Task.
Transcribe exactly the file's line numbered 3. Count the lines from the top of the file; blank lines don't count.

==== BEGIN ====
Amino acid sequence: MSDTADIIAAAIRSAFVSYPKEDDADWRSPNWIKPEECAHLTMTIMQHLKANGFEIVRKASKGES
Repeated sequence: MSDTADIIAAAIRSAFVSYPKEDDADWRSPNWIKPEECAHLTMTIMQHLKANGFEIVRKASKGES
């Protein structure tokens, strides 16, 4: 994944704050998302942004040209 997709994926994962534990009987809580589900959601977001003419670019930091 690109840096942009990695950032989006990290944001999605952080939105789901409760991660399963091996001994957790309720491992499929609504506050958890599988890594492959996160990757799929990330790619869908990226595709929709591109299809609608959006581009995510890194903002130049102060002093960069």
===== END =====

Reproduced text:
């Protein structure tokens, strides 16, 4: 994944704050998302942004040209 997709994926994962534990009987809580589900959601977001003419670019930091 690109840096942009990695950032989006990290944001999605952080939105789901409760991660399963091996001994957790309720491992499929609504506050958890599988890594492959996160990757799929990330790619869908990226595709929709591109299809609608959006581009995510890194903002130049102060002093960069």